Symphony Review: The SLSO serenades your inner child
- Written by Chuck Lavazzi
On the way home from the St. Louis Symphony Orchestra (SLSO) concert this past Saturday (May 8th) my wife commented that there was a noticeable warmth to Music Director Stéphane Denève's conducting. I’d say there’s also an affection for both the music and musicians that is well-nigh irresistible.
[Find out more about the music with my symphony preview.]
|"Peter and the Wolf"|
Those qualities were clear before the music even began as Maestro Denève sat down on the podium next to actress and singer/songwriter Alicia Revé Like (the narrator for “Peter and the Wolf”) to chat about music, mothers, and other matters. They each shared a song their mothers taught them, thereby providing a segue into the pair of opening works: settings of the poem "Songs My Mother Taught Me" by Antonín Dvořák and Charles Ives.
Originally written for voice and piano, the songs were performed Saturday night in arrangements by Michi Wiancko for string orchestra, with a single wind instrument taking the vocal line. Principal Clarinet Scott Andrews was the soloist in the Dvořák and Associate Principal Flute Andrea Kaplan in the surprisingly sentimental Ives. Both used their instruments to sing with a kindheartedness that was a perfect match for the music, although their placement towards the rear of the stage occasionally allowed the accompaniment to overwhelm them. Ms. Like read the English translation of the simple, sentimental poem in between the two performances, which was a nice touch.
Next was that venerable favorite, Prokofiev’s “Peter and the Wolf,” which has made regular appearances in SLSO programs since 1939, only three years after its first performance by the Moscow Philharmonic. Ms. Like’s take on the role of the narrator was a perfect balance of theatricality and simplicity—fun to watch without drawing focus from the many wonderful solo performances by the members of the orchestra.
Speaking of whom, here’s a shout-out to Ms. Kaplan’s virtuoso performance as the little bird, with all the rapid “flighty” passages delivered with assurance. Percussionists Alan Stewart, Tom Stubbs, and Will James were particularly fearsome as the hunters, Mr. Andrews was a sinuous cat, Principal Bassoon Andrew Cuneo a comically pompous grandfather, and Principal Oboe Jelena Dirks an elegant and, in the end, somewhat mournful duck.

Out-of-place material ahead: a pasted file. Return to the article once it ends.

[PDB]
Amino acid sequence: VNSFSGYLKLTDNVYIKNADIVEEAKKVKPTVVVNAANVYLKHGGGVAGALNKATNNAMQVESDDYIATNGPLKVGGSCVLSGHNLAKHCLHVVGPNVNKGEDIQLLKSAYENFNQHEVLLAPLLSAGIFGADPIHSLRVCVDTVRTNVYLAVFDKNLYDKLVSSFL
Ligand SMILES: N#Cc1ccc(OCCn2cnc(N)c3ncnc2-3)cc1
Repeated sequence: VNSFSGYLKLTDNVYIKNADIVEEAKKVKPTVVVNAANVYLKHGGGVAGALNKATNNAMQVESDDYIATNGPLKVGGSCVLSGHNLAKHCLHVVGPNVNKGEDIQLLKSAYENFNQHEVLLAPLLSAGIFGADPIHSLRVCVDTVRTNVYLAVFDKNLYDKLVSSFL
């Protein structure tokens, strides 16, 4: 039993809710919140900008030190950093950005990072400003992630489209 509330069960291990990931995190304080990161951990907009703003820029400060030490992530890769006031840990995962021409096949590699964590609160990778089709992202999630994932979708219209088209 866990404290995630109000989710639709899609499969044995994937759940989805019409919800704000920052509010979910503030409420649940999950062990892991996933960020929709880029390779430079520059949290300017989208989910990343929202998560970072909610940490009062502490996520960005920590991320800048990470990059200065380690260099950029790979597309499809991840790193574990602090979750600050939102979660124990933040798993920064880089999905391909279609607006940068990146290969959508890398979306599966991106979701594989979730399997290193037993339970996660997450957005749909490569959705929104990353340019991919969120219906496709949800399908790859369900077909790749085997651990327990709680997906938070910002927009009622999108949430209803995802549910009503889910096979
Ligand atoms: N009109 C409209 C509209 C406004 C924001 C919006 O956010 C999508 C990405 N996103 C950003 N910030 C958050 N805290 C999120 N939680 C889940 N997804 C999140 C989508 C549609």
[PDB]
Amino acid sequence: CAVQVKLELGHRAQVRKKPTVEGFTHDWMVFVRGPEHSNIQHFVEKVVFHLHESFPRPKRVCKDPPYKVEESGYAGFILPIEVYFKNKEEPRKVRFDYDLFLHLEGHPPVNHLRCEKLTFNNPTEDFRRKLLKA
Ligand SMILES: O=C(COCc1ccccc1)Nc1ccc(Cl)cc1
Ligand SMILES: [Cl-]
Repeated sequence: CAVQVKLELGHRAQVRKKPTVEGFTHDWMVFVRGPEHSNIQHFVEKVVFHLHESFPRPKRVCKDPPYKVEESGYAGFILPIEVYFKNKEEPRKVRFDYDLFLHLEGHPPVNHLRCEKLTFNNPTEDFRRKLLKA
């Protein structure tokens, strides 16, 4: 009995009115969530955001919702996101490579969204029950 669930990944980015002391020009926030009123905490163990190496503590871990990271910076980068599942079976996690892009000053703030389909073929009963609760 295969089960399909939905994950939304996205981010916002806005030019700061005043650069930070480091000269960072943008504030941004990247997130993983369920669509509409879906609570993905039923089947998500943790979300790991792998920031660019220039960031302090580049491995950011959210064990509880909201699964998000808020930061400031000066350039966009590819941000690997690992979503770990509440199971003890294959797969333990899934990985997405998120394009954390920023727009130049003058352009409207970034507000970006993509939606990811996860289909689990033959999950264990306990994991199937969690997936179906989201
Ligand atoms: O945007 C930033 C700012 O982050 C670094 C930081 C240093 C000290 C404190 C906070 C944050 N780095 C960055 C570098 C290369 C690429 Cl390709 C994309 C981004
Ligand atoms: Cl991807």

Mr. Denève’s interpretation showed his usual fine sense of balance and ability to bring out some of the more interesting details of the score, including Prokofiev’s periodic dips into dissonance.
|The "Pulcinella" suite|
Concluding the festivities was the suite Stravinsky prepared in 1922 from the score for his 1920 ballet “Pulcinella.” The suite takes a collection of tunes by the short-lived (1710-1736) Italian Baroque composer Giovanni Battista Pergolesi (along with a few ohters what were mistakenly attributed to him at the time) and dresses them in the light, transparent style of Stravinsky’s early “Neoclassical” period.
Most of the performances I’ve heard in the past have given this music the kind of bright, nose-thumbing cheer associated with the ballet’s titular commedia dell’arte clown. In the program notes, though, Mr. Denève is quoted as describing the suite as “such tender and charming music,” so it’s no surprise that his approach was more on the lyrical side.
Which, as it turned out, worked just fine. The wider range of tempi allowed movements like the opening Sinfonia to really breathe and made energetic movements such as the Tarantella-Toccata and the Vivo (with its comic solo delivered with appropriate swagger Principal Trombone Timothy Myers) that much more exhilarating. Mr. Denève insured that the many solos could be clearly heard while still maintaining a cohesive ensemble sound.
There was, in short, much to love in this program.
Next at Powell Hall: Stéphane Denève returns to conduct the final concert of the season with Beethoven’s Symphony No. 7, Mendelssohn’s Violin Concerto with Second Associate Concertmaster Celeste Golden Boyer, and “Death of the Poet” for strings by contemporary American composer TJ Cole. Performances are Thursday through Saturday at 7:30, May 13-15. Only 300 tickets will be sold for each performance, and strict health protocols will be in place. For more information, visit the SLSO web site.
Meanwhile, the SLSO’s digital concert series continues with on-demand performances of a concert from last fall’s chamber music series featuring works by Debussy, Ravel, and the mightily underrated Germaine Tailleferre through May 22.